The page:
Peter Tsipis: At the end of the day, I’m still curling with the same people I’ve curled with for 10 years

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Pictured above is junior Peter Tsipis curling at Broomstone's Curling Club in Wayland.  He has been curling since the 2nd grade. “I can be really competitive during the match, but at the end of the day, I’m still curling with the same people I’ve curled with for ten years, and I have great friendships with them,

Pictured above is junior Peter Tsipis curling at Broomstone's Curling Club in Wayland. He has been curling since the 2nd grade. “I can be really competitive during the match, but at the end of the day, I’m still curling with the same people I’ve curled with for ten years, and I have great friendships with them," Tsipis said.

When you think of popular sports, a typical few come to mind. Sports such as baseball, basketball, football, hockey and soccer dominate most athletic headlines around the country; however, junior Peter Tsipis has a passion for a sport you may not know much about.

Ever since he tried it for the first time in 2nd grade, Tsipis has had a love for curling. He curled for the first time at Wayland Curling Club after a friend of his dad recommended they check it out.

“He told my dad about the curling club in Wayland. I had never heard of it, so my dad took my brother and I there to try it out,” Tsipis said. “My brother didn’t like it, but I loved it. It was something to do because I didn’t play any winter sports at the time.”

The objective of curling is to slide the “rocks” as close to, or in the middle of, the “house,” the circular area at the end of the ice.

A curling team consists of four players: the lead, the second, the third and the skip. The lead throws first and then “sweeps” for the next players, which means he sweeps the ice in front of the moving rock to help it travel further towards the house. The second sweeps for the lead and then throws. The third, throws after the second and then sweeps for the skip, who throws last. The skip is the captain of the team and is in charge of strategizing all of the team’s throws.

Tsipis curls at Broomstones Curling Club, which is located in Wayland. He also competes at tournaments, known as bonspiels. According to Tsipis, they usually last for a weekend, Friday to Sunday, and he will play four to five matches depending on how well he does. Tsipis has competed in tournaments in Wayland, Cape Cod, New Hampshire, Upstate New York and New Jersey.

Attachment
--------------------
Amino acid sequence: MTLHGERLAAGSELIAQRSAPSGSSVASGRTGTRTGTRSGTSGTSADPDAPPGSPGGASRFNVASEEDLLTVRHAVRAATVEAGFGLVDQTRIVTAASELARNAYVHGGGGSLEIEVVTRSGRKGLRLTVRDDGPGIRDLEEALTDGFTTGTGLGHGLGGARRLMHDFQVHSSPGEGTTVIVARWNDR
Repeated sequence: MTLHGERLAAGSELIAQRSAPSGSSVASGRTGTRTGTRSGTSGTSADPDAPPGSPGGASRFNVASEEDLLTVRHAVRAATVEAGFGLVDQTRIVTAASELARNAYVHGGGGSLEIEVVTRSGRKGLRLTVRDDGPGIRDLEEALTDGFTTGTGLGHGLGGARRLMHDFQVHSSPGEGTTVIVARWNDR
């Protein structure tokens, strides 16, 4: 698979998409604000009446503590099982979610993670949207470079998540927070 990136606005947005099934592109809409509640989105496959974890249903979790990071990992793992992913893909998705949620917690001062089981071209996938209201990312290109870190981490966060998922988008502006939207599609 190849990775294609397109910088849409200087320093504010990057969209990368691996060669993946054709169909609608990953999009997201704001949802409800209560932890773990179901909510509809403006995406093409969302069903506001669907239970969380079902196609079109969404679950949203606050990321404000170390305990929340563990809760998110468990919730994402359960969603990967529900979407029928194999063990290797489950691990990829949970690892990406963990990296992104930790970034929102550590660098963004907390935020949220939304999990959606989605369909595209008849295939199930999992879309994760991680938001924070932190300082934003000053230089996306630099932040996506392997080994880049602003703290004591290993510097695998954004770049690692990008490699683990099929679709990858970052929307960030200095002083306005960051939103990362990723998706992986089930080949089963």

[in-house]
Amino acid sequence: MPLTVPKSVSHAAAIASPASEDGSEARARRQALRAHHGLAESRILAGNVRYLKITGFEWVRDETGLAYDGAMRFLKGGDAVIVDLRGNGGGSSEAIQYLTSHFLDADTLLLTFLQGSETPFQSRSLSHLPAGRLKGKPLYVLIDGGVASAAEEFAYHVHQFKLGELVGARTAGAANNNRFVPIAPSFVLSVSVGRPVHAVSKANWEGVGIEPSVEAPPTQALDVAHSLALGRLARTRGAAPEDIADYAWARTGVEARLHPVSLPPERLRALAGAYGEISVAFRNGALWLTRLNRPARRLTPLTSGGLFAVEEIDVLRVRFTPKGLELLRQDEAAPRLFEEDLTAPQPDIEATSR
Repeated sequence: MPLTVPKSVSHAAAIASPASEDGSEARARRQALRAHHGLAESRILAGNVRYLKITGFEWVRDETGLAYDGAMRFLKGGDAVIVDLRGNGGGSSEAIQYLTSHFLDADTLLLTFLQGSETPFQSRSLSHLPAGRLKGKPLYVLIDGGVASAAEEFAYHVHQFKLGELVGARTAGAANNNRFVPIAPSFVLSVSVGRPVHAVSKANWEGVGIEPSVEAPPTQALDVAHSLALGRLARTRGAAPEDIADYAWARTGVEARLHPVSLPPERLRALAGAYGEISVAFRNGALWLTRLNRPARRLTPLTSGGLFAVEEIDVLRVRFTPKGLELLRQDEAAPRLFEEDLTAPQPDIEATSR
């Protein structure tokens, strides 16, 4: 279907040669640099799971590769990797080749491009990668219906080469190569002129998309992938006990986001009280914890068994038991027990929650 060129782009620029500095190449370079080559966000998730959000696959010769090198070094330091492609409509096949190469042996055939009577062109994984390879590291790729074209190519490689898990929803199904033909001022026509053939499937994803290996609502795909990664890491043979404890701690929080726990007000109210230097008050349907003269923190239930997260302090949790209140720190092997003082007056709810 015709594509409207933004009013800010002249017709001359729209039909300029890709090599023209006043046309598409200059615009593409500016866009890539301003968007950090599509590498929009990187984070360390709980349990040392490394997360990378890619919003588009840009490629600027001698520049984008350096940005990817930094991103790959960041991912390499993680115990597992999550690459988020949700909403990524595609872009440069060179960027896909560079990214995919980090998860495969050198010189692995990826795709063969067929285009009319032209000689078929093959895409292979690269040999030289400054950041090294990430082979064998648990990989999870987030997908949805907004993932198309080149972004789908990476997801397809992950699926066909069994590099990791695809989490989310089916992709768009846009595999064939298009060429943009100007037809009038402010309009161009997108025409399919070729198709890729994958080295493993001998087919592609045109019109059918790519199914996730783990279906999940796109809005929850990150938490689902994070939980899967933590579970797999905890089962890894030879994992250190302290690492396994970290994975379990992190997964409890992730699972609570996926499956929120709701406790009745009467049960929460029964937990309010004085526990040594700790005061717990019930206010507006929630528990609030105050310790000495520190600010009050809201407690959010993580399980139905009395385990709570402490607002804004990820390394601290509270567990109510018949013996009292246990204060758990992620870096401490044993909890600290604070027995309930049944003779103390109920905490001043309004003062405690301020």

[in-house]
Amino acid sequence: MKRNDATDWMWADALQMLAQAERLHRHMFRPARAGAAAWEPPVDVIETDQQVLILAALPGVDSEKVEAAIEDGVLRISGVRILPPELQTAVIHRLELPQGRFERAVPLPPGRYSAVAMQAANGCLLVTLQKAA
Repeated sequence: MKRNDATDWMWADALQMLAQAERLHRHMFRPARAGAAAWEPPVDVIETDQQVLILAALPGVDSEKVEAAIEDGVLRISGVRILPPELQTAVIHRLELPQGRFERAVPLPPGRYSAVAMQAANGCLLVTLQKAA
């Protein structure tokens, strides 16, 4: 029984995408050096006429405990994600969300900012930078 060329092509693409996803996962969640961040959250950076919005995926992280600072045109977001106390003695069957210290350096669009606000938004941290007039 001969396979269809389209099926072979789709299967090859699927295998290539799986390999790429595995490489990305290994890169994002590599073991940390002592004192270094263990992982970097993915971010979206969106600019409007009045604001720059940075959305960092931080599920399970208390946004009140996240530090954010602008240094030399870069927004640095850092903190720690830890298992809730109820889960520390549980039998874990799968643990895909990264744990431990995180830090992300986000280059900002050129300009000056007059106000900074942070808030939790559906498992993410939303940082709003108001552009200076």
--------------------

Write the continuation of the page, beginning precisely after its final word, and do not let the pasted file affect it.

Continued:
“They are friendly bonspiels in that winners gets a trophy and some other stuff, so they are pretty competitive but we are a very close knit community,” Tsipis said. “We’re all just friends with each other.”

Along with curling in bonspiels, Tsipis also competes in playdowns, which are his curling league’s championships. The winning team of the playdown goes to the regional tournament, where teams vie for a chance to go to nationals. Wayland will be hosting regionals this year.

Of all the things he loves about curling, Tsipis enjoys the feeling of community among all the curlers the most.

“I can be really competitive during the match, but at the end of the day, I’m still curling with the same people I’ve curled with for ten years, and I have great friendships with them,” Tsipis said. “You really form great friendships around the league because we are such a close knit community. I even have friends I know from curling who live across the country.”

Curling may not be as well known in the United States compared to other sports, but Tsipis believes it has a chance to one day become a popular sport around the country.

“I think it will catch on eventually. NBC Sports just started broadcasting international curling events last year, which was the first time curling had been broadcasted nationally in the United States,” Tsipis said. “I think it will catch on because people will want to try new things and it’s a really interesting sport.”

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